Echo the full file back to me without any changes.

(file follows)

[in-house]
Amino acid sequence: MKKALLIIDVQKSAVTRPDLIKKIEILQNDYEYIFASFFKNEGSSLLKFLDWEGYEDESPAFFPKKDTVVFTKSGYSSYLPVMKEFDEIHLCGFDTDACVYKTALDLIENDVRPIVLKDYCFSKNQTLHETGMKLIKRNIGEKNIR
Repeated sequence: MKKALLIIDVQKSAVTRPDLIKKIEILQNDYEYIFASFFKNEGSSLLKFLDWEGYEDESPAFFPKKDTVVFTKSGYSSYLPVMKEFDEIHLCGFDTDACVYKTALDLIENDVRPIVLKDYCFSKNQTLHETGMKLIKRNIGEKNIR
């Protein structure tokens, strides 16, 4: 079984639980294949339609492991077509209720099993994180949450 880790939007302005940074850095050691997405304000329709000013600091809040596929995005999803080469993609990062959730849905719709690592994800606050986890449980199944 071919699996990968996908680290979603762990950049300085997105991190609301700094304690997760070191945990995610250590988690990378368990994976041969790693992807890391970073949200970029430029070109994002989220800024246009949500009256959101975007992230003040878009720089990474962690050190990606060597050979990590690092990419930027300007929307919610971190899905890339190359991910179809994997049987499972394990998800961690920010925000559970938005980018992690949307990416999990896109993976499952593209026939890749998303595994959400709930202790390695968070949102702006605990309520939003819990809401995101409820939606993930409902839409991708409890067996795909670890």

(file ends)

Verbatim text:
[in-house]
Amino acid sequence: MKKALLIIDVQKSAVTRPDLIKKIEILQNDYEYIFASFFKNEGSSLLKFLDWEGYEDESPAFFPKKDTVVFTKSGYSSYLPVMKEFDEIHLCGFDTDACVYKTALDLIENDVRPIVLKDYCFSKNQTLHETGMKLIKRNIGEKNIR
Repeated sequence: MKKALLIIDVQKSAVTRPDLIKKIEILQNDYEYIFASFFKNEGSSLLKFLDWEGYEDESPAFFPKKDTVVFTKSGYSSYLPVMKEFDEIHLCGFDTDACVYKTALDLIENDVRPIVLKDYCFSKNQTLHETGMKLIKRNIGEKNIR
């Protein structure tokens, strides 16, 4: 079984639980294949339609492991077509209720099993994180949450 880790939007302005940074850095050691997405304000329709000013600091809040596929995005999803080469993609990062959730849905719709690592994800606050986890449980199944 071919699996990968996908680290979603762990950049300085997105991190609301700094304690997760070191945990995610250590988690990378368990994976041969790693992807890391970073949200970029430029070109994002989220800024246009949500009256959101975007992230003040878009720089990474962690050190990606060597050979990590690092990419930027300007929307919610971190899905890339190359991910179809994997049987499972394990998800961690920010925000559970938005980018992690949307990416999990896109993976499952593209026939890749998303595994959400709930202790390695968070949102702006605990309520939003819990809401995101409820939606993930409902839409991708409890067996795909670890």